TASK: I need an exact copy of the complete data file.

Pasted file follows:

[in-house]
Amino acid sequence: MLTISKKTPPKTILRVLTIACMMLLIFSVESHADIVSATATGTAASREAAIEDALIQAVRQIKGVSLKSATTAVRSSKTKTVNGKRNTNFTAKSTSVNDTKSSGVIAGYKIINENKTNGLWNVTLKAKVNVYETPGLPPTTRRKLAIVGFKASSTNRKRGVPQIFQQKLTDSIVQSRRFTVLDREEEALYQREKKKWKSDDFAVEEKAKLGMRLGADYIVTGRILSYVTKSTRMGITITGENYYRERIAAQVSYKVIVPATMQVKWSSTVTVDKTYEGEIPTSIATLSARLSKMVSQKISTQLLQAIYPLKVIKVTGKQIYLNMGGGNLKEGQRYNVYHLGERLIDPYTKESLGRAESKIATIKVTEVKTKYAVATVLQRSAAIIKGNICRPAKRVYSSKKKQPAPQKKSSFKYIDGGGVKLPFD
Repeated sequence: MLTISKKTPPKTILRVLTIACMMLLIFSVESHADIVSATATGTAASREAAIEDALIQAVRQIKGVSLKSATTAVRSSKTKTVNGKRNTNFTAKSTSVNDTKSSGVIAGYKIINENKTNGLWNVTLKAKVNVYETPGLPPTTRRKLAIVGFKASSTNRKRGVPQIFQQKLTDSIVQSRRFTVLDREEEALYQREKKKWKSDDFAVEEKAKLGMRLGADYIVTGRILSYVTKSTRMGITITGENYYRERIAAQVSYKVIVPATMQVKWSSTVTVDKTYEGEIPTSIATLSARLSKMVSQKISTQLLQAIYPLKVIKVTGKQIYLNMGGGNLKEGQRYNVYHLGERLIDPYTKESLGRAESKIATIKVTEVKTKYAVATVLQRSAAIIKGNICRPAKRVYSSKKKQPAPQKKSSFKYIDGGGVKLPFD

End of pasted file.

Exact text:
[in-house]
Amino acid sequence: MLTISKKTPPKTILRVLTIACMMLLIFSVESHADIVSATATGTAASREAAIEDALIQAVRQIKGVSLKSATTAVRSSKTKTVNGKRNTNFTAKSTSVNDTKSSGVIAGYKIINENKTNGLWNVTLKAKVNVYETPGLPPTTRRKLAIVGFKASSTNRKRGVPQIFQQKLTDSIVQSRRFTVLDREEEALYQREKKKWKSDDFAVEEKAKLGMRLGADYIVTGRILSYVTKSTRMGITITGENYYRERIAAQVSYKVIVPATMQVKWSSTVTVDKTYEGEIPTSIATLSARLSKMVSQKISTQLLQAIYPLKVIKVTGKQIYLNMGGGNLKEGQRYNVYHLGERLIDPYTKESLGRAESKIATIKVTEVKTKYAVATVLQRSAAIIKGNICRPAKRVYSSKKKQPAPQKKSSFKYIDGGGVKLPFD
Repeated sequence: MLTISKKTPPKTILRVLTIACMMLLIFSVESHADIVSATATGTAASREAAIEDALIQAVRQIKGVSLKSATTAVRSSKTKTVNGKRNTNFTAKSTSVNDTKSSGVIAGYKIINENKTNGLWNVTLKAKVNVYETPGLPPTTRRKLAIVGFKASSTNRKRGVPQIFQQKLTDSIVQSRRFTVLDREEEALYQREKKKWKSDDFAVEEKAKLGMRLGADYIVTGRILSYVTKSTRMGITITGENYYRERIAAQVSYKVIVPATMQVKWSSTVTVDKTYEGEIPTSIATLSARLSKMVSQKISTQLLQAIYPLKVIKVTGKQIYLNMGGGNLKEGQRYNVYHLGERLIDPYTKESLGRAESKIATIKVTEVKTKYAVATVLQRSAAIIKGNICRPAKRVYSSKKKQPAPQKKSSFKYIDGGGVKLPFD